Our adaptive challenge
Because WaterFire has historically relied on corporate sponsorships, which have become more challenging to secure, we will develop a new revenue model that will engage a wider group of stakeholders and beneficiaries to participate in stewardship programs that preserve, protect and reinvest in WaterFire so that it can continue to create even greater economic and cultural impacts for the community. In its simplest form, our adaptive challenge is overcoming the attitude that WaterFire is a public good and mitigate the free rider effect where benefiting organizations leave the support to someone else. While it is unrealistic to think that we will get everyone to contribute, our goal is to significantly increase the participation rate.
Read more about the big thinking, deep questioning, and visions for the future in WaterFire Providence’s project.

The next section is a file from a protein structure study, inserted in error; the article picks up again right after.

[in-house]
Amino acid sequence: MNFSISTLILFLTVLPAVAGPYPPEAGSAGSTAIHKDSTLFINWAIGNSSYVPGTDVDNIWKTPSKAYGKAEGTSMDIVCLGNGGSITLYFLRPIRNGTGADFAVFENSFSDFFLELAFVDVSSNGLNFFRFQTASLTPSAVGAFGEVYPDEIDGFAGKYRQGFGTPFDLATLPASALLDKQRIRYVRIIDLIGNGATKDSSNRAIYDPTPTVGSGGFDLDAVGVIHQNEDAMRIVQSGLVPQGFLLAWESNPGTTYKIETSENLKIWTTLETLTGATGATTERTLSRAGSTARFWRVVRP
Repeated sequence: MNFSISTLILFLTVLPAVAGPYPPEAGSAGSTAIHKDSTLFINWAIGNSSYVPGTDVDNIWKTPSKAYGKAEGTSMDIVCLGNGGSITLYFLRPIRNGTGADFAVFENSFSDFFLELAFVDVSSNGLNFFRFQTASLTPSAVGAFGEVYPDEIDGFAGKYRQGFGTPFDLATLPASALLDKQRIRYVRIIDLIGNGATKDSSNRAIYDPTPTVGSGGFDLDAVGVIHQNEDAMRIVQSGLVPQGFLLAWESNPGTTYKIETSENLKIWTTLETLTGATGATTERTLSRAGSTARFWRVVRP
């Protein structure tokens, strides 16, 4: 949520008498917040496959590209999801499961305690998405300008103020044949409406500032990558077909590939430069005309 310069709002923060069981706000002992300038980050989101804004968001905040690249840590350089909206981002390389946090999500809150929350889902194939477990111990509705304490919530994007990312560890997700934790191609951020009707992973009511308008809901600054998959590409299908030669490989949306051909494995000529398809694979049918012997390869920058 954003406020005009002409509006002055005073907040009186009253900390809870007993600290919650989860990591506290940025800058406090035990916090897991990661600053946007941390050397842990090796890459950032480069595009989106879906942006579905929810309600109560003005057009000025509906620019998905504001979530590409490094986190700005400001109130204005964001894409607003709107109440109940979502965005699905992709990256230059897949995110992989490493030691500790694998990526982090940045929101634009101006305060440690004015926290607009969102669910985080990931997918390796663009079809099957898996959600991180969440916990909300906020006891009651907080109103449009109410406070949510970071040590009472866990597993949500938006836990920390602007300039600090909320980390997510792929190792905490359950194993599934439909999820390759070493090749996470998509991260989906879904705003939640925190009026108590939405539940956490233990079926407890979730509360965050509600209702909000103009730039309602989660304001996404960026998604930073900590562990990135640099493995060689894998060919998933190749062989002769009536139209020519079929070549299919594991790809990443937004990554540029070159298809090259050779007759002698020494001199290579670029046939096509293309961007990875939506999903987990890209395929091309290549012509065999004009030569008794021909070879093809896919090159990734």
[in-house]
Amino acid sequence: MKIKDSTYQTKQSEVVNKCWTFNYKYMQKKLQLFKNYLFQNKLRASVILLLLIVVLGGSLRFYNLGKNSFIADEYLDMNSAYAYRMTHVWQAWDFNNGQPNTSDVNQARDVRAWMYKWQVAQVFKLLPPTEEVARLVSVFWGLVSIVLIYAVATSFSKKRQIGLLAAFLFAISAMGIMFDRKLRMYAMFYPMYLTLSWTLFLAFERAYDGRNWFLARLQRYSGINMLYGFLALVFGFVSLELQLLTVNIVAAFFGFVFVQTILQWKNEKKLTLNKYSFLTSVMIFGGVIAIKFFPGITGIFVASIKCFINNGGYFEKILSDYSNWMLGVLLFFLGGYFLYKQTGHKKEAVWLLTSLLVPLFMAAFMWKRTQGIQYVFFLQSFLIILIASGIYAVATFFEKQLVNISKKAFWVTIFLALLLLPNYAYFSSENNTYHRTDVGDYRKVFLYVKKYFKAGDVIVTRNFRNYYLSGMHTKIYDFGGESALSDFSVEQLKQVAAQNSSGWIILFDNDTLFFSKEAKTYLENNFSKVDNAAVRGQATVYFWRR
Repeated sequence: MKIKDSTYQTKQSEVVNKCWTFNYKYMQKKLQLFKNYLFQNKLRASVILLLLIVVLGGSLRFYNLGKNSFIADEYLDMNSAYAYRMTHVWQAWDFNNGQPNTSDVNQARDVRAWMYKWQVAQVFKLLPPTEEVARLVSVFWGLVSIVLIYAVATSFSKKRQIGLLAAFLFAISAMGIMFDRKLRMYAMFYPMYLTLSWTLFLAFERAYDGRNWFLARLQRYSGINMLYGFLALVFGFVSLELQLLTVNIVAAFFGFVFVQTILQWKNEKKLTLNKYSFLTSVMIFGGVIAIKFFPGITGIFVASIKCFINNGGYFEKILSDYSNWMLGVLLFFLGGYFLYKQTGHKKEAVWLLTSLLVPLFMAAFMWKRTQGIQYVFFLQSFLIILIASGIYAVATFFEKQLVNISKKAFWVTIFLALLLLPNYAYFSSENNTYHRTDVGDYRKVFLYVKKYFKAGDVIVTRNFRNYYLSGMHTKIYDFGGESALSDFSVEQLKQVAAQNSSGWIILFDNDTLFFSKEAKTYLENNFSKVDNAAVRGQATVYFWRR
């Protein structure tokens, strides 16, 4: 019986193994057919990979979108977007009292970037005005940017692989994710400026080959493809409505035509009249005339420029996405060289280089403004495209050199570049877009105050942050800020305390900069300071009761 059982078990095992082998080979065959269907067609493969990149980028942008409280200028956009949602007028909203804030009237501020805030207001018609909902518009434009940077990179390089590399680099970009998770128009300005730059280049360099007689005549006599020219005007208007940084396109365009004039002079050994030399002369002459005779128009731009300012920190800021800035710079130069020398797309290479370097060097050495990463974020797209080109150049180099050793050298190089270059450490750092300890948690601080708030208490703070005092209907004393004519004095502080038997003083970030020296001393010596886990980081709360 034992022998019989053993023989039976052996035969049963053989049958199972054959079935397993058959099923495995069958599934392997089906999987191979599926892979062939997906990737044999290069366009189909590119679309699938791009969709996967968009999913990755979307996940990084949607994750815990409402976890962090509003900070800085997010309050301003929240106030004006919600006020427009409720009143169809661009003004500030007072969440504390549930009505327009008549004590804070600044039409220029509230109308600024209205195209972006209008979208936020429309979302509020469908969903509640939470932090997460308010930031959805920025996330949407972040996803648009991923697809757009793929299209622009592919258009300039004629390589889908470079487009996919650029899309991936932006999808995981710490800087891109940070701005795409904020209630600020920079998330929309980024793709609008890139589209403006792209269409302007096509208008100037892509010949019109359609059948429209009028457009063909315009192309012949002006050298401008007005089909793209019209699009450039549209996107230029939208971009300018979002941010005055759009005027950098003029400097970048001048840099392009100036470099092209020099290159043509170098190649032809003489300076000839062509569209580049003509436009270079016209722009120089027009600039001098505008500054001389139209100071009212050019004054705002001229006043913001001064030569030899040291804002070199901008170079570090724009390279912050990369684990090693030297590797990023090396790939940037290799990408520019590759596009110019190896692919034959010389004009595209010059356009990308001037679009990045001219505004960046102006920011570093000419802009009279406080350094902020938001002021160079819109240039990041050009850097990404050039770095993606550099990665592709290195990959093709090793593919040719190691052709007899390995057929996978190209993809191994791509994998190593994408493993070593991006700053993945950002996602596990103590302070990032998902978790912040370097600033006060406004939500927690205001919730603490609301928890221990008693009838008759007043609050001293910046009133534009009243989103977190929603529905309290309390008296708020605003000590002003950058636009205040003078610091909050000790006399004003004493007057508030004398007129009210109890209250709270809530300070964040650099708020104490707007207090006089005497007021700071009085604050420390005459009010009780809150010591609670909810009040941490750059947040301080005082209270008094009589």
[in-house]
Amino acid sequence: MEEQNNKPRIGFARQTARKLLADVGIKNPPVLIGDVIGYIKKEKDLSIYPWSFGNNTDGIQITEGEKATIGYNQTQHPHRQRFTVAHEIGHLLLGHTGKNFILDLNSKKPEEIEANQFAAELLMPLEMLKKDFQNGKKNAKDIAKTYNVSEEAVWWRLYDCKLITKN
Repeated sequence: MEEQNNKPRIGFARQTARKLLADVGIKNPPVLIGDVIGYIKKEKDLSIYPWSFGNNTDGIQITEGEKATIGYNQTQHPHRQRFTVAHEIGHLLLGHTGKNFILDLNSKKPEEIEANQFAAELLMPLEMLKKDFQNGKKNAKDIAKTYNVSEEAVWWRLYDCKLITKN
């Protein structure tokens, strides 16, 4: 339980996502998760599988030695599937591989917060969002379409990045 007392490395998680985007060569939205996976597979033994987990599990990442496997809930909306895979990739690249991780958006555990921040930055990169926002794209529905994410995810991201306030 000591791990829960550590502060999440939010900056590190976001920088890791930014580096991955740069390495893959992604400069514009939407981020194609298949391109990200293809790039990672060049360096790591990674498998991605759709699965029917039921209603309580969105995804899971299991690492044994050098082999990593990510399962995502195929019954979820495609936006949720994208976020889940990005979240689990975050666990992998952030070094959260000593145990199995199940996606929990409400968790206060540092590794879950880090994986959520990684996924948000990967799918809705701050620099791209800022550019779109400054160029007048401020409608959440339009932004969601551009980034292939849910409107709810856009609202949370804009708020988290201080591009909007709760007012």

We ask the crowd:
- What might we do or say to overcome the widespread misconception that WaterFire is funded and produced by the City of Providence and the State of Rhode Island?
- What do you see as the value of WaterFire to the State of Rhode Island, the City of Providence, local businesses and residents, out of state visitors, and your family?
How will your responses help us move forward in tackling our adaptive challenge?
Your responses and contributions will be integrated into our conceptualizing, framing and review of best practices during a process we are currently embarking on: a comprehensive review and rewrite of the WaterFire strategic plan, and experimentation with new affirmative engagement models for public art.
Share your responses with us (or “up-vote” ideas you like) in the comments section below.